DV:
What differences do you find between an architect and a product designer? Strengths, weaknesses.

MG:
Certainly, there’s a difference between the scale and complexity of a building and an artifact. However, we take the design of both equally seriously, and take into consideration their functionality, how people relate to and use them, how they each influence the continuum from the scale of a city to the building to the interior room to the object on the table. When looked at broadly rather than in isolation, buildings and products reflect our core values. If people intuitively understand how to use them and gain joy from their visual appearance, we’ve made a difference.

More insight about the design intent and process of [yellow tail] wine glasses on YouTube.

Read another interview on Architechnophilia

Guggenheim Museum and Frank Lloyd Wright

Wednesday, June 3rd, 2009

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My very first visit to the Guggenheim Museum in New York City was long overdue. But what a fitting first visit it was this past weekend to see the exhibit “Frank Lloyd Wright: From Within Outward“- about the architect who designed the museum, which is showing until the end of August. In addition to being reminded of the Guggenheim being the last building Wright finished designing, I was also reminded of what a revolutionary thinker he was. The use of radiant heating system in the floor and pushing our preconceived idea of what buildings should be, while truly exploring the relation of scale and space.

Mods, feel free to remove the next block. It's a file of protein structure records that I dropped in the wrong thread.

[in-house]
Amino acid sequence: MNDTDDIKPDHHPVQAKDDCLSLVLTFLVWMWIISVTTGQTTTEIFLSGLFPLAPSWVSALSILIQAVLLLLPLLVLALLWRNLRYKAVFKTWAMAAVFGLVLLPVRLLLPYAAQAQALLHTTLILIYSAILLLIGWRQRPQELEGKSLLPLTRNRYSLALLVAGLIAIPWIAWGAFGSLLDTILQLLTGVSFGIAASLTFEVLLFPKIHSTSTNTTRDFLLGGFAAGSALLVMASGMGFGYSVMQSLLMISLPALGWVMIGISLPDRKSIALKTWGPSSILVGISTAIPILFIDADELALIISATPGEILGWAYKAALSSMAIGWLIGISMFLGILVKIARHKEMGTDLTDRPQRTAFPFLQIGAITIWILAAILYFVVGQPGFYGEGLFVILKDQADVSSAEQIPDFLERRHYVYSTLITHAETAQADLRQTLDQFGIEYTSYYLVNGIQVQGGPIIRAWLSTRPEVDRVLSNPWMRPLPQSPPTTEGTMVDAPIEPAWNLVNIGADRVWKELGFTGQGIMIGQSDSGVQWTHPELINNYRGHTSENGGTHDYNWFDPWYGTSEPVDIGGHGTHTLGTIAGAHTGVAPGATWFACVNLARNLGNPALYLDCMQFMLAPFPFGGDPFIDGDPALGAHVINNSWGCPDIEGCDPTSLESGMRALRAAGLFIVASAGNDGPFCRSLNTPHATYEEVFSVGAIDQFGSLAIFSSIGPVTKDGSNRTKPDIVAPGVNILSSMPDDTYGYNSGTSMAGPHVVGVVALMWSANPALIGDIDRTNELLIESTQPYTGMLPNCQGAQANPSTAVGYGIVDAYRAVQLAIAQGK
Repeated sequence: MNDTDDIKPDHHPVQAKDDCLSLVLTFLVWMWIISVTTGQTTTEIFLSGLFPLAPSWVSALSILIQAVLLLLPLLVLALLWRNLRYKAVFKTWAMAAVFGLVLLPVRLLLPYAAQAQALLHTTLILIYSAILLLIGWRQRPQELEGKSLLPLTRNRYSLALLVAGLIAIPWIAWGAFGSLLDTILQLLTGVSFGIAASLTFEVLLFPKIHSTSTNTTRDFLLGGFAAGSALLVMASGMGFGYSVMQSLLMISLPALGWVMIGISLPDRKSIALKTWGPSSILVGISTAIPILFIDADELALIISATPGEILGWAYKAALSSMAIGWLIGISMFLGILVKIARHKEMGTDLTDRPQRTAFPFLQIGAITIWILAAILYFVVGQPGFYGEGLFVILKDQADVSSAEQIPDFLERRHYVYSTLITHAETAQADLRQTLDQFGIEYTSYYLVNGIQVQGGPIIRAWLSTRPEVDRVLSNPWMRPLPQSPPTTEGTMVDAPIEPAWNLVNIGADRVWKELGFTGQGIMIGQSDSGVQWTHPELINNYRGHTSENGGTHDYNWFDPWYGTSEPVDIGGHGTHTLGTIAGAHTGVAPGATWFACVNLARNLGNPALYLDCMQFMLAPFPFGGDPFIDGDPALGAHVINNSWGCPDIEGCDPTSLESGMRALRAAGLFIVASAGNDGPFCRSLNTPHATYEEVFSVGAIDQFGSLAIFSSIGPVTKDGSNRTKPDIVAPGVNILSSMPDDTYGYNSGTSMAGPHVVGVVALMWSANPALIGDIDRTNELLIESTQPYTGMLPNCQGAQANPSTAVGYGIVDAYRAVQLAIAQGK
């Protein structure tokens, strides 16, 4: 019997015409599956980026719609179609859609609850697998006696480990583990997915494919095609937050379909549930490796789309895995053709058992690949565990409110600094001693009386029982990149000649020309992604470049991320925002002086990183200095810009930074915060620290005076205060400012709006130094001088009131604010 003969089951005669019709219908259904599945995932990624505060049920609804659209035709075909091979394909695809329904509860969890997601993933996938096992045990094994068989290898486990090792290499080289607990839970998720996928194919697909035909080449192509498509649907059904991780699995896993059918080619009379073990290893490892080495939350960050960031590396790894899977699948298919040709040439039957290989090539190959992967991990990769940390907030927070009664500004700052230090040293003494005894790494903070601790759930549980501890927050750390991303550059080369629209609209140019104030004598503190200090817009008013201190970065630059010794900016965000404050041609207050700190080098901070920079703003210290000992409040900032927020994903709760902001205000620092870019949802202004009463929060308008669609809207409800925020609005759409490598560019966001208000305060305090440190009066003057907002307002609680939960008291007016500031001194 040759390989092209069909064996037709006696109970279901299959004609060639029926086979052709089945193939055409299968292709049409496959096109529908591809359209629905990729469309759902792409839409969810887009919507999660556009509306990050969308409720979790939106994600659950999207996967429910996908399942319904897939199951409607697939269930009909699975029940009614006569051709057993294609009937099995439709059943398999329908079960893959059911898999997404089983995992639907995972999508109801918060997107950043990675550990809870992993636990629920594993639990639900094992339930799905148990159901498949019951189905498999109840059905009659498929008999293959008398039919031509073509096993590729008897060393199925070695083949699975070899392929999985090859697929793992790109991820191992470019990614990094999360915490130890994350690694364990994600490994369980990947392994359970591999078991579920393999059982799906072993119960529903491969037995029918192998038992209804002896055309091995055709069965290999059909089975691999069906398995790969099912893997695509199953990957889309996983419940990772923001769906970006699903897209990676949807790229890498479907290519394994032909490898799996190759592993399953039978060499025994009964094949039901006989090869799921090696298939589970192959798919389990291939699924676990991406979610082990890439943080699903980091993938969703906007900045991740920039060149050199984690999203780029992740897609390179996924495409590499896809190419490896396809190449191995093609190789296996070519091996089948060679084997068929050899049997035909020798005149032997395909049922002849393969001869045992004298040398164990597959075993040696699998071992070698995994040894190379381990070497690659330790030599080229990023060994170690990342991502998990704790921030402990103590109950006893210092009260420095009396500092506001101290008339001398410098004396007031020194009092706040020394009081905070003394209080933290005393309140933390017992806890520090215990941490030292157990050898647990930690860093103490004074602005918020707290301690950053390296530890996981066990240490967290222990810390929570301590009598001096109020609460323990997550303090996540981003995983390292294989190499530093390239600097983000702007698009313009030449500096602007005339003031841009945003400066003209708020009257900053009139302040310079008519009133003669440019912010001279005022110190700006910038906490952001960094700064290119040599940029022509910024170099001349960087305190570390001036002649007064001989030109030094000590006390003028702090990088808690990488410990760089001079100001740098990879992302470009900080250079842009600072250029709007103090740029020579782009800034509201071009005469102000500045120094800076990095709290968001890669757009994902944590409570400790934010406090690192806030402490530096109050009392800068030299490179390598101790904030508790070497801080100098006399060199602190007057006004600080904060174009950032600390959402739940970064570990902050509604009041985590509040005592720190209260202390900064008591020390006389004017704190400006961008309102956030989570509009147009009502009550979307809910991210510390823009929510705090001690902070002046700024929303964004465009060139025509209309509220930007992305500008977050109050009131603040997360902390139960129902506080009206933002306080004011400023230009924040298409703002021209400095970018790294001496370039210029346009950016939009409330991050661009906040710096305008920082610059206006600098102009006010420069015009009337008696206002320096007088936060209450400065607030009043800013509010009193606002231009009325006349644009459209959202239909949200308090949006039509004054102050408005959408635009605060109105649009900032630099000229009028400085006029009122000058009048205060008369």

The exhibit was a fairly chronological walk through Wright’s works, showing sketches and drawings that we’re not used to seeing since it’s much easier to see the finished building. I found it rather insightful to see his thought process in many of the sketches and doodles alongside the finished architectural plans. I did wish that there was more talk about what influenced Wright’s work, his ideas, and his thought process rather than just a display of his accomplishments and achievements. I came away wanting more discussion about conflict and struggle, since many of his project proposals were never realized. One of my favorite pieces is the Imperial Hotel in Tokyo; distinctly Frank Lloyd Wright, yet also distinctly Japanese. It’s a shame that this building has since been demolished and can only be seen through images.